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Math Help - Confidence Interval for Variances

  1. #1
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    Confidence Interval for Variances



    I understand that

    \frac{(n-1)S^2}{\sigma ^2} = \frac{(n-1)\frac{1}{n-1}\sum_{i=1}^{n}(x_i - \bar{x})^2}{\sigma ^2} ~ \chi ^2(n-1)

    I do not understand why

    \frac{n\hat{\sigma}^2}{\sigma ^2} = \frac{n\frac{1}{n}\sum_{i=1}^{n}(x_i - \bar{x})^2}{\sigma ^2} ~ \chi ^2(n-2)
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  2. #2
    MHF Contributor matheagle's Avatar
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    I need to know more about this setting.
    It's unclear why you have n-2 degrees of freedom, most likely you're estimating TWO parameters.

    And what is \hat\sigma^2 here?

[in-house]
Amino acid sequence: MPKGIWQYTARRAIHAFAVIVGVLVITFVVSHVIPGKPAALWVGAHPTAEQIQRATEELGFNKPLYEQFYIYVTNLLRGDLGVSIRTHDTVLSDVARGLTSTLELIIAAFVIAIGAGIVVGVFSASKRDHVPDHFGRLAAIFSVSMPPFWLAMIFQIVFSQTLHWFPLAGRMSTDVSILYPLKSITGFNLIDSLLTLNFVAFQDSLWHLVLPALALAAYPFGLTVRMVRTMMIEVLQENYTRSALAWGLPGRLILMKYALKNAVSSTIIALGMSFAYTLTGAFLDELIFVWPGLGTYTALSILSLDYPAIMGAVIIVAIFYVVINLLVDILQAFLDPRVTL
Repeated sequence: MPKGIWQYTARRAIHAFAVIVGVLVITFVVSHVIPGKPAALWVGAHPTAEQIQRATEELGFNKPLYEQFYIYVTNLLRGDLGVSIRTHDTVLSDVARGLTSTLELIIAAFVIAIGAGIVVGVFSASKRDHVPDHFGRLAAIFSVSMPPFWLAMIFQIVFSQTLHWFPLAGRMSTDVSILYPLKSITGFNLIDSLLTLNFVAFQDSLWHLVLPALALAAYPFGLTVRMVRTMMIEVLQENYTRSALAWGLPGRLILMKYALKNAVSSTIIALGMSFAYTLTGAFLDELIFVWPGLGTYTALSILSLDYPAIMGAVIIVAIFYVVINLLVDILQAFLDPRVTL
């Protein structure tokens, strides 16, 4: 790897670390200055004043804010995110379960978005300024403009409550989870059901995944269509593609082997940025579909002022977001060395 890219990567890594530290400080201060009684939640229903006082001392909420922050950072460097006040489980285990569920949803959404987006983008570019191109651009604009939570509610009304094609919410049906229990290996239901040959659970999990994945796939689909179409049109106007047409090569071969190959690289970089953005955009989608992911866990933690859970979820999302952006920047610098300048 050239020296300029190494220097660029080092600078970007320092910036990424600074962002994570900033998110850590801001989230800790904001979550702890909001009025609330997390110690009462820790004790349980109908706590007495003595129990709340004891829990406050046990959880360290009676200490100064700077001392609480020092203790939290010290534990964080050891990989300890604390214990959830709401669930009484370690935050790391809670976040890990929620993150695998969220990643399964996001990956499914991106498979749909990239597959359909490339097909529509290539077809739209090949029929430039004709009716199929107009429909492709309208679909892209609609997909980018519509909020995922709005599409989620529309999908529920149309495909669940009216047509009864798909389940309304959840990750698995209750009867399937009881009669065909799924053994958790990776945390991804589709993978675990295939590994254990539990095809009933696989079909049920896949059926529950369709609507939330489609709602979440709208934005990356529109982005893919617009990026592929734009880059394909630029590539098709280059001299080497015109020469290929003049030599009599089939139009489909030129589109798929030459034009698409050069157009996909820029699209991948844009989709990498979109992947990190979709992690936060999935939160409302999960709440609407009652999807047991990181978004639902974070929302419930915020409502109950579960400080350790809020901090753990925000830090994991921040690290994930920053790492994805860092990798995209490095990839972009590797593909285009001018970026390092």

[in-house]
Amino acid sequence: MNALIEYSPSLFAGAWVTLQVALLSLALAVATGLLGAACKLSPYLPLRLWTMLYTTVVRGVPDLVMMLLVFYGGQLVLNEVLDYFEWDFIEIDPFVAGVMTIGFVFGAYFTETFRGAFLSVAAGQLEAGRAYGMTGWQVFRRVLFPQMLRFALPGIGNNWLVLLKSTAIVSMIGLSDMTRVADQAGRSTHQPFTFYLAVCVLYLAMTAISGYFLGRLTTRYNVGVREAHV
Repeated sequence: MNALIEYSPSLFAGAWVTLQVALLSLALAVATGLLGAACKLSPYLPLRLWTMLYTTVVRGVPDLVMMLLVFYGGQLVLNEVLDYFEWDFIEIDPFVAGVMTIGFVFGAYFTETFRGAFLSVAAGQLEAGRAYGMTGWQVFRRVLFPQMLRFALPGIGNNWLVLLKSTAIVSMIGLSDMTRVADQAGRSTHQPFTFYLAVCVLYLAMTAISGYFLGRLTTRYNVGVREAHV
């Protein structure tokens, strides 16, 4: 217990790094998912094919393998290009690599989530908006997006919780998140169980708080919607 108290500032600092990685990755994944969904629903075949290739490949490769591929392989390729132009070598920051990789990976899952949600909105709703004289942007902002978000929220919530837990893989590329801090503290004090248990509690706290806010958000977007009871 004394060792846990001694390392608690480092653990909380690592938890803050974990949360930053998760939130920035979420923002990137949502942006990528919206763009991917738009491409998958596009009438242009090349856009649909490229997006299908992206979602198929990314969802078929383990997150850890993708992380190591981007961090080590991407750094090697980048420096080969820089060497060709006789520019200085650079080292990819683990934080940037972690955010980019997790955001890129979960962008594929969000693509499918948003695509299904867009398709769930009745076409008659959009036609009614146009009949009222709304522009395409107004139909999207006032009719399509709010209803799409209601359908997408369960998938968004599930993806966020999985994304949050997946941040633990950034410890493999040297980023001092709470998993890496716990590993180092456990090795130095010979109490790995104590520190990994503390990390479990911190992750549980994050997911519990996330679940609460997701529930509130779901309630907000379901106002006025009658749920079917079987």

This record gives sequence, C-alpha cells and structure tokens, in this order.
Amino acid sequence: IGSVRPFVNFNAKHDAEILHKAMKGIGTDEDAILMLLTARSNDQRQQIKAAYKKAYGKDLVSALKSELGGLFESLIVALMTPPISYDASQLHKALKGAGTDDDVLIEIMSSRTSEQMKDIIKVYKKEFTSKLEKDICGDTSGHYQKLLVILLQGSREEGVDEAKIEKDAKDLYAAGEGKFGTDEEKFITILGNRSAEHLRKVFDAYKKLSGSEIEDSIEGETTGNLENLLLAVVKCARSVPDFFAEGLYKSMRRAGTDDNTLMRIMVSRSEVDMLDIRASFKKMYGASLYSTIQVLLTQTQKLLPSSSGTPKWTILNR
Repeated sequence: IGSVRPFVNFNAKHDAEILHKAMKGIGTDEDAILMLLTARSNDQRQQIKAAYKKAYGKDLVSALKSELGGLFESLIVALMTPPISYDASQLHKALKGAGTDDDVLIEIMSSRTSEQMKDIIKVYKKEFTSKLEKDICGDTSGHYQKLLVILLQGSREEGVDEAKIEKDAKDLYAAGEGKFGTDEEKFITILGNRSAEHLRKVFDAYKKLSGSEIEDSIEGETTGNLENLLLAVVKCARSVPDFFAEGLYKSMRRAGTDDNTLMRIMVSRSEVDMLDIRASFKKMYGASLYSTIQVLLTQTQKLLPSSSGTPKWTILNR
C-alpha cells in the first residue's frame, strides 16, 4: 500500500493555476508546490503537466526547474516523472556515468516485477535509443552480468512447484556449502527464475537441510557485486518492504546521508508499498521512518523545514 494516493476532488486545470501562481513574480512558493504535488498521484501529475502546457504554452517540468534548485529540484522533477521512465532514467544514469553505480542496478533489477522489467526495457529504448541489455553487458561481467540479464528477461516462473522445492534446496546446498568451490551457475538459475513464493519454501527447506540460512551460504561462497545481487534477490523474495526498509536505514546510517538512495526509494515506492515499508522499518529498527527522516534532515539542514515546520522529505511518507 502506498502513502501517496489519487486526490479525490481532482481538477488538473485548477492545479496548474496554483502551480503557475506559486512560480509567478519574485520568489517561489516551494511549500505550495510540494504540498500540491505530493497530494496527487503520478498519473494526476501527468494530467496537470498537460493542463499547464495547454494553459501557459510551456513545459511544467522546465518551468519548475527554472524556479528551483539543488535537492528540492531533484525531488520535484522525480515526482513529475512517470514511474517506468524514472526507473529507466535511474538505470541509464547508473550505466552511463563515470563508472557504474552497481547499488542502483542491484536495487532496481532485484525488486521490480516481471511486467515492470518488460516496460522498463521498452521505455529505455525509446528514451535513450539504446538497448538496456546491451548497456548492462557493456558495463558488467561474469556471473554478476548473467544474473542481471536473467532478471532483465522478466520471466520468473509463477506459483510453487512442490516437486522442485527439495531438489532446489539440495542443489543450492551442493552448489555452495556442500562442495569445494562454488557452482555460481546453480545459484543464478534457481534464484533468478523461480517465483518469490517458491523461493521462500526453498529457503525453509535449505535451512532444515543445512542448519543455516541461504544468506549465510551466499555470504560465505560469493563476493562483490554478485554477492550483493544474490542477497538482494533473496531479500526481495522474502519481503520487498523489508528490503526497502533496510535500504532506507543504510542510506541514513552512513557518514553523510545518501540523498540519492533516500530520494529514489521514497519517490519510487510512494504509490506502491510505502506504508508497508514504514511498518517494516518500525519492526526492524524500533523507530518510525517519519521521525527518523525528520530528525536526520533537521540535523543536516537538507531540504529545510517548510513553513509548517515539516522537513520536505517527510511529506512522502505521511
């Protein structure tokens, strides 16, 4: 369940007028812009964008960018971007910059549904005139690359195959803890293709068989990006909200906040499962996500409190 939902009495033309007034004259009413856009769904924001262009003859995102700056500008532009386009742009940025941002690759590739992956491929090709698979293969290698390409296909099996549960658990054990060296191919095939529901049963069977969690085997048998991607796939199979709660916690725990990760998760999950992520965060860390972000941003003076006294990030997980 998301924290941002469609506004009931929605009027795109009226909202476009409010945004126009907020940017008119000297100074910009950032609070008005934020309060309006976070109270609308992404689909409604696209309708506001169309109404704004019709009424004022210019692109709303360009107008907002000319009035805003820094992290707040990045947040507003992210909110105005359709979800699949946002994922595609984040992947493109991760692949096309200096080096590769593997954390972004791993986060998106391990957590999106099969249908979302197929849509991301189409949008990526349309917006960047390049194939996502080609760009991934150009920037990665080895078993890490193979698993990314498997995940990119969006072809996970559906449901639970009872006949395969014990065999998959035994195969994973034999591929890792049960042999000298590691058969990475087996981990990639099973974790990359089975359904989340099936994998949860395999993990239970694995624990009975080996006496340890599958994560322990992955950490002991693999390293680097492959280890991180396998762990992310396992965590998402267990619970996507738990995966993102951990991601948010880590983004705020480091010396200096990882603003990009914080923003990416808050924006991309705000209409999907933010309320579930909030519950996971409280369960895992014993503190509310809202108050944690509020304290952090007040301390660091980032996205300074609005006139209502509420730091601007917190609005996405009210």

\hat\sigma^2 can be any estimator of \sigma^2
    that most likely will answer the n-2 df question.
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  3. #3
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    Quote Originally Posted by matheagle View Post
    I need to know more about this setting.
    It's unclear why you have n-2 degrees of freedom, most likely you're estimating TWO parameters.

    And what is \hat\sigma^2 here?
    \hat\sigma^2 can be any estimator of \sigma^2
    that most likely will answer the n-2 df question.
    Thanks so much, I figured that wouldn't be enough, but I wasn't sure.

    I'm working on regressions. So, x's are the known constants, and the y's are the random variables.

    \hat\sigma^2 = \sum_{i = 1}^{n}(y_i - \hat y)^2 ,

    and,

     \hat y = \hat\alpha + \hat\beta (x - \bar x)